Shopper marketing’s place in a crisis

TracyLocke's Jason Dubroy breaks down where brands fit with panic buying, supply chain concerns and marketing pivots.

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With many CPG companies focused on keeping their supply chains healthy, where does that leave shopper marketing and the approach to crafting an in-store experience? Strategy turned to Jason Dubroy, VP and managing director of TracyLocke for his thoughts on how it fits with current buying behaviour but also the long-term path to recovery.

Can you speak generally about how you’ve seen CPG marketing be affected by COVID-19?

Many people forget CPG marketing is actually facing two threats, not just the ongoing social upheaval produced by the societal responses to COVID-19, but the fact that most economists agree that we have already entered a period of recession.

The last time CPGs faced this same challenge it was 2008, and this is potentially much worse. Over the past 10 days, we have seen almost the exact same response… many CPGs are now pausing some marketing activity, cancelling productions and immediately taking stock in any potential supply chain disruption.

This has been exacerbated by the period of panic buying leading to shortages of everything from fresh meat to dairy, not to mention the oft-quoted toilet paper issue.

This week is a week of circling the wagons before venturing out again.

Jason-DubroyIs in-store traffic decreasing at the expense of online? 

In-store store traffic is a hard thing to define these days.

It went from lineups and panic-buying cycles to a trickle effect due to social distancing, all in seven days.

Things may change again depending on government intervention in the retail sector, like we’ve seen in Spain or Italy.

We should see a 20% jump in online grocery, which will have a unique knock-on effect for shopper marketers working with retailer-owned media offerings as brands move messaging much farther down the funnel.

Is there still a place for on-shelf promos when people are just grabbing whatever’s left for a lot of product categories? Is it even worth building up displays, when you face an uncertain future?

Should Canada be forced to follow the Italian model in order to flatten the curve, grocery stores and pharmacies are the only stores actually allowed to remain open. In-store marketing will still be at the discretion of the retailers – some have temporarily paused this in order to facilitate basic stocking, but CPGs will fight to bring displays back as off-shelf volume is a massive component to their financial deliverables.

How do companies that have previously planned a longer-term outlook cope when they have to pivot these unique circumstances?

Right now, after managing and mitigating out of stock situations, the next thing that companies do is to maintain distribution, volume and share, in that order.

During the 2008 financial crisis, there were some of the biggest cross-category share losses to competitors and private label as shoppers switched to cheaper brands, igniting price wars that, in some categories like frozen pizza, never truly bounced back.

Typically, in this period, shopper marketing, CRM and digital content initiatives do very well, as keeping volume and velocities at retail moving are paramount.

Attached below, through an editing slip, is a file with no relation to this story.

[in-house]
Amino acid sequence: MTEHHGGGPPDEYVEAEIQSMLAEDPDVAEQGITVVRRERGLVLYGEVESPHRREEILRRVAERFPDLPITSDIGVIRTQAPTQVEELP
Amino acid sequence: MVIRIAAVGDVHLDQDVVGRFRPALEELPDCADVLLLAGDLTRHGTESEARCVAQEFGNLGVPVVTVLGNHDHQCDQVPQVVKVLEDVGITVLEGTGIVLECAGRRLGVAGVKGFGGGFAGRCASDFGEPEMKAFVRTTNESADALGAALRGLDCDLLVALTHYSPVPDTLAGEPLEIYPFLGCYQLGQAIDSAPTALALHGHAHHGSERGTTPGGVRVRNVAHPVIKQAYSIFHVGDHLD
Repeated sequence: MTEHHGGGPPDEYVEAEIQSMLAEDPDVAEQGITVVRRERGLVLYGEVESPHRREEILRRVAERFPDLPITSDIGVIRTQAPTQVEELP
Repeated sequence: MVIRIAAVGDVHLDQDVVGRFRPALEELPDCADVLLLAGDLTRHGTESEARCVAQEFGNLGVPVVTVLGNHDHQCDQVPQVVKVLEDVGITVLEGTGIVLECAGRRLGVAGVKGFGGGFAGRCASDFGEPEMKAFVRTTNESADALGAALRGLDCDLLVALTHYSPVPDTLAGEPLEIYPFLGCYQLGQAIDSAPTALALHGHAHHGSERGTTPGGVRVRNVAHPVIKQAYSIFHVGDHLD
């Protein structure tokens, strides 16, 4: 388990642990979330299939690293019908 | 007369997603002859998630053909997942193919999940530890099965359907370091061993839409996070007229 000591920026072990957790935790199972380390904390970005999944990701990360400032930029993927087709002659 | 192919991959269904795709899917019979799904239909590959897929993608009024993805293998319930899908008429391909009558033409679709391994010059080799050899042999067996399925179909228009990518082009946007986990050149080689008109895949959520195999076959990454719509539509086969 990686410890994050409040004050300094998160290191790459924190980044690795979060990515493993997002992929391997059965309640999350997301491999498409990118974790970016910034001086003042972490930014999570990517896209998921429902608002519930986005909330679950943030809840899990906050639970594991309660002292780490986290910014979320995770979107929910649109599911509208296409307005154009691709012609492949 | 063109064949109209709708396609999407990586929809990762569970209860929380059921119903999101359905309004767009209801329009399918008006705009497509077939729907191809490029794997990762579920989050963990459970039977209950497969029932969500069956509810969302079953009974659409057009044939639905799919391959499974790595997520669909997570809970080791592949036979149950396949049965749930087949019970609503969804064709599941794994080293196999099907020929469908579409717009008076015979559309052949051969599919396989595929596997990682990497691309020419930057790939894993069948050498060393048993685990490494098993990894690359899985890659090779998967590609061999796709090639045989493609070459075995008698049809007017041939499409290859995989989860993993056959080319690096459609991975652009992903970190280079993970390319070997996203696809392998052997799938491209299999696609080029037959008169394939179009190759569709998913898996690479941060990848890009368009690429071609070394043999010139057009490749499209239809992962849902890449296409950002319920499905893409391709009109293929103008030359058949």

You will see more free standing inserts, both digital and online, as well as increased couponing and flyer activity.

Brand building messages will be displaced by contextual messaging of hope, care, community, cleanliness and compassion. We may see a decline of the importance of OOH as people are being mandated to stay home.

Does the marcom approach change during this environment? Also, is there an opportunity for CSR plays by dropping prices, or doing matching donations for COVID-related causes?

Brands may start to become more “here and now” by providing solutions outside of a product’s actual use. Content and games for children to allow parents a break at home, tips and tricks from cleaning companies on how to get the whole family involved in disinfecting, food companies migrating recipes to accommodate children in the prepping process as more Canadians since the war will be at home eating more than one meal together.

Since this crisis started, we have already seen free mini-concerts by artists like Jann Arden, and the Arkells have hosting daily music classes.

What a great opportunity for a brand to sponsor this kind of much needed distraction, while continuing to support the arts in a period where live entertainment has come to a standstill. Imagine the need for children’s’ content, gaming, cooking, and other areas of interest?

Some experts have said brands should build community and acknowledge isolation, yet without appearing to capitalize on it. Who is best positioned to do this?

I would say most brands that want to be successful in connecting with consumers during this era of social distancing are going to speak to “cocooning” versus “isolation.”

This was a big trend just after 9/11 when there was less going out and a greater desire for stripping things back and enjoying time with loved ones, and a general celebration of domesticity.

Brands that found a role enabled us to enjoy at home some of the foods, drinks and experiences that were more often part of going out.

Messages of hope and contextual usefulness will trump feature and benefit.